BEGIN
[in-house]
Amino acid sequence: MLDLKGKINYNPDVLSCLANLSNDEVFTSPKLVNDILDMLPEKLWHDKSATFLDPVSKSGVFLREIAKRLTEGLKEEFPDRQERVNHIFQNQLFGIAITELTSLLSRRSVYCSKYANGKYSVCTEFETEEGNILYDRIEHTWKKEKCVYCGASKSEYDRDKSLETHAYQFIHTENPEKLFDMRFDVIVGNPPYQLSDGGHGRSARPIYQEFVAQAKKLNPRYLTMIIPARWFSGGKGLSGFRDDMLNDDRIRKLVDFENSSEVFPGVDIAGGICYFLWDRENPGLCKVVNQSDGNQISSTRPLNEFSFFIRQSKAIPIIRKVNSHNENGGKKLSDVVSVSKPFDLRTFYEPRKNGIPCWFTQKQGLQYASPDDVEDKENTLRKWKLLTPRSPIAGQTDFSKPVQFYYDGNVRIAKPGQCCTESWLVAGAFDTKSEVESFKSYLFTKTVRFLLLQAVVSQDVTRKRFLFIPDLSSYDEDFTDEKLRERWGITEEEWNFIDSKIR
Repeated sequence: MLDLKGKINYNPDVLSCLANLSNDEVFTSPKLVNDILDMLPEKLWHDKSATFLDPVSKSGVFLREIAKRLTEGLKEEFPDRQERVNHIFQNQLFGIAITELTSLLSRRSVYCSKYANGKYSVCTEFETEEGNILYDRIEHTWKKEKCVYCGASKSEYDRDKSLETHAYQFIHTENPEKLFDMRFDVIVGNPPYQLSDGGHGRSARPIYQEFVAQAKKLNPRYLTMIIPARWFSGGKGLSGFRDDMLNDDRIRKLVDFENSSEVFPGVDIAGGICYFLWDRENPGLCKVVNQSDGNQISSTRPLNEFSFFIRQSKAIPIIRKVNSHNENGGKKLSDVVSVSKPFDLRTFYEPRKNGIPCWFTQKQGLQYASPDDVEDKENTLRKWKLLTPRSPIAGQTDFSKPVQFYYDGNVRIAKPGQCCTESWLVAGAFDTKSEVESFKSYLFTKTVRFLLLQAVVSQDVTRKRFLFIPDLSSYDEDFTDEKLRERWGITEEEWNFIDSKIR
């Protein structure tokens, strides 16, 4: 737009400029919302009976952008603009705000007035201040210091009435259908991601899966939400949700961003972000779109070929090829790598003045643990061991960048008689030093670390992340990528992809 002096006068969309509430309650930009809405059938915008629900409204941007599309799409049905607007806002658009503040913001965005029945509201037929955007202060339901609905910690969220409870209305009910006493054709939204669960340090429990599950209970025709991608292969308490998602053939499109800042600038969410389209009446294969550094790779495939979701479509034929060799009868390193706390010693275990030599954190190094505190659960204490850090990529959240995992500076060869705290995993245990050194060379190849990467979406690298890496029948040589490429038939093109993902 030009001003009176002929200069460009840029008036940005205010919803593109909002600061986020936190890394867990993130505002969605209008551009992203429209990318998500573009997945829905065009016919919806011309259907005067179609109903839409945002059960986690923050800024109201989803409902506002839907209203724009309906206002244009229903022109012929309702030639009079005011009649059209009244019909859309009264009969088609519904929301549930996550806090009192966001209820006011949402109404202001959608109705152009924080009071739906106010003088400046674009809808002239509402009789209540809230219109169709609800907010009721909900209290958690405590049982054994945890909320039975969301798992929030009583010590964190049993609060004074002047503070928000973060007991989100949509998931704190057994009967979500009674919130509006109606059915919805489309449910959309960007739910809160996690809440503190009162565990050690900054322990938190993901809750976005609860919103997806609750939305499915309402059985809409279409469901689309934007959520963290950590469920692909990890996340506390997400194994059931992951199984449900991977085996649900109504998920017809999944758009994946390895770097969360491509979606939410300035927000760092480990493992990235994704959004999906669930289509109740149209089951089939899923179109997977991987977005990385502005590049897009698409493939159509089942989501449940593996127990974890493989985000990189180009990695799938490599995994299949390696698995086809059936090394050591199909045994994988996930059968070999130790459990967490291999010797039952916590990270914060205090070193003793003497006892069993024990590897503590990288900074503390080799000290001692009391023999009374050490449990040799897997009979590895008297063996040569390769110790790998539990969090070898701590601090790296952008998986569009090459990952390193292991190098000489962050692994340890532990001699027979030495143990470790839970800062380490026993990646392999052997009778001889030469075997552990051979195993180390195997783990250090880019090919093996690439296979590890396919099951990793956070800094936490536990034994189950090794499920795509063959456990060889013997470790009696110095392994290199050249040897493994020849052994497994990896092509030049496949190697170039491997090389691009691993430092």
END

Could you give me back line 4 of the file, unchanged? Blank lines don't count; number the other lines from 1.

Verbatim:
């Protein structure tokens, strides 16, 4: 737009400029919302009976952008603009705000007035201040210091009435259908991601899966939400949700961003972000779109070929090829790598003045643990061991960048008689030093670390992340990528992809 002096006068969309509430309650930009809405059938915008629900409204941007599309799409049905607007806002658009503040913001965005029945509201037929955007202060339901609905910690969220409870209305009910006493054709939204669960340090429990599950209970025709991608292969308490998602053939499109800042600038969410389209009446294969550094790779495939979701479509034929060799009868390193706390010693275990030599954190190094505190659960204490850090990529959240995992500076060869705290995993245990050194060379190849990467979406690298890496029948040589490429038939093109993902 030009001003009176002929200069460009840029008036940005205010919803593109909002600061986020936190890394867990993130505002969605209008551009992203429209990318998500573009997945829905065009016919919806011309259907005067179609109903839409945002059960986690923050800024109201989803409902506002839907209203724009309906206002244009229903022109012929309702030639009079005011009649059209009244019909859309009264009969088609519904929301549930996550806090009192966001209820006011949402109404202001959608109705152009924080009071739906106010003088400046674009809808002239509402009789209540809230219109169709609800907010009721909900209290958690405590049982054994945890909320039975969301798992929030009583010590964190049993609060004074002047503070928000973060007991989100949509998931704190057994009967979500009674919130509006109606059915919805489309449910959309960007739910809160996690809440503190009162565990050690900054322990938190993901809750976005609860919103997806609750939305499915309402059985809409279409469901689309934007959520963290950590469920692909990890996340506390997400194994059931992951199984449900991977085996649900109504998920017809999944758009994946390895770097969360491509979606939410300035927000760092480990493992990235994704959004999906669930289509109740149209089951089939899923179109997977991987977005990385502005590049897009698409493939159509089942989501449940593996127990974890493989985000990189180009990695799938490599995994299949390696698995086809059936090394050591199909045994994988996930059968070999130790459990967490291999010797039952916590990270914060205090070193003793003497006892069993024990590897503590990288900074503390080799000290001692009391023999009374050490449990040799897997009979590895008297063996040569390769110790790998539990969090070898701590601090790296952008998986569009090459990952390193292991190098000489962050692994340890532990001699027979030495143990470790839970800062380490026993990646392999052997009778001889030469075997552990051979195993180390195997783990250090880019090919093996690439296979590890396919099951990793956070800094936490536990034994189950090794499920795509063959456990060889013997470790009696110095392994290199050249040897493994020849052994497994990896092509030049496949190697170039491997090389691009691993430092």